Josh Bonanno peered into the 400-power microscope at the Buck Institute for Research on Aging, a world-class science facility in Novato.
His fifth-grade classmates from Sequoia School in Rincon Valley let out oohs and aahs as they saw on an adjacent monitor the throng of bacteria grown from a swab Josh took last week at school.
"There was like seven big brown blobs," Josh said. "The rest was all yellowish."
Julie Mangada, the K-12 education coordinator at the Buck Institute, said she could tell just from holding up the clear plastic petri dish that Josh had corralled a bacterial bonanza.
"There's so much stuff in this one," said Mangada, a Santa Rosa resident who has a doctoral degree in molecular medicine.
"Jackpot, Josh," Sequoia teacher Rhiannon King said approvingly.
Where did he find so many germs? "Inside the toilet," Josh said.
Sequoia's entire fifth-grade class, about 60 students, on Tuesday made the first school field trip to Buck's brand new $500,000 Learning Center, a training and demonstration space for visitors of all ages, or "K to gray," as Mangada put it.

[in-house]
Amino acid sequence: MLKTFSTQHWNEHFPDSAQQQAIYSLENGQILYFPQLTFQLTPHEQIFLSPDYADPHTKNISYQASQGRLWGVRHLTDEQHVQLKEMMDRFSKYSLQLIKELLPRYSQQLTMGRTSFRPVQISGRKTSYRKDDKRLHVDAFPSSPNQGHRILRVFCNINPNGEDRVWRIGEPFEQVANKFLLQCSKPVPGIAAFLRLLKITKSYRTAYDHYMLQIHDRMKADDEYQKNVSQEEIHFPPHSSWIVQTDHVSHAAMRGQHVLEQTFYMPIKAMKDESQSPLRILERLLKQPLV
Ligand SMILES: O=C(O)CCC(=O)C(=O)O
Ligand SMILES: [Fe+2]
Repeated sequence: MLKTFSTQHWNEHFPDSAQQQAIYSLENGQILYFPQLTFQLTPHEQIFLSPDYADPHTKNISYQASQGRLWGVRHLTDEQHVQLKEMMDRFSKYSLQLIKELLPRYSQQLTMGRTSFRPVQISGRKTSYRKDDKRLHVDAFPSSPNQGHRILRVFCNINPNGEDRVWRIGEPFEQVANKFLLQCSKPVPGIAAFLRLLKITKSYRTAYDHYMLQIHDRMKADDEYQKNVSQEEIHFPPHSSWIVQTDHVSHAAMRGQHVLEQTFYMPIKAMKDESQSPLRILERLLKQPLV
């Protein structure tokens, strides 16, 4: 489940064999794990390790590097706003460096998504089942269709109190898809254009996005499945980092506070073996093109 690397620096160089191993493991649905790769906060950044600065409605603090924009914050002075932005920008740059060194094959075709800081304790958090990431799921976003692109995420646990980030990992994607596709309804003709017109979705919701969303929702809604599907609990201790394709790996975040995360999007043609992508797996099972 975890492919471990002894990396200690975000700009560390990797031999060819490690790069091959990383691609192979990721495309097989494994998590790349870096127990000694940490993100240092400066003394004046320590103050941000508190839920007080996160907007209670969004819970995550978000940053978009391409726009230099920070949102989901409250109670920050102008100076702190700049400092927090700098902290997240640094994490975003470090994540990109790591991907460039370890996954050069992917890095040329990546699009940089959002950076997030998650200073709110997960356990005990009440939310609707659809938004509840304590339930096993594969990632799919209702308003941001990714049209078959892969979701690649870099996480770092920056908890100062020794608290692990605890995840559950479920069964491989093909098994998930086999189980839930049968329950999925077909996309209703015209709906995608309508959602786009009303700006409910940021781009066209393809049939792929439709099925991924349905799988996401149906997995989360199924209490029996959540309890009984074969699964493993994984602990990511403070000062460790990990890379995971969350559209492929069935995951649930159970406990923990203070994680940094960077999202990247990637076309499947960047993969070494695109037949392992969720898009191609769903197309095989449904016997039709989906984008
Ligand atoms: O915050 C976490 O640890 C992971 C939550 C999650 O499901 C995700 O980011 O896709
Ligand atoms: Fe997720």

Last year, more than 1,700 students visited the institute, housed in a white limestone-clad building overlooking Highway 101 at the north end of Novato. It's where about 200 scientists work on solutions to age-related conditions, such as Alzheimer's and Parkinson's diseases, cancer, diabetes and stroke.
The number of student visitors will grow now that the Learning Center is open, with a DNA double-helix design embedded in the floor and work tables soon to be lining the walls.
Tuesday's lesson was about bacteria, the mostly benign organisms -- ten-thousandth of a centimeter long -- that live almost everywhere on Earth and thrive on the skin and in the gut of humans.
The students, under Sequoia science teacher Wendy Schwartz's direction, came well prepared.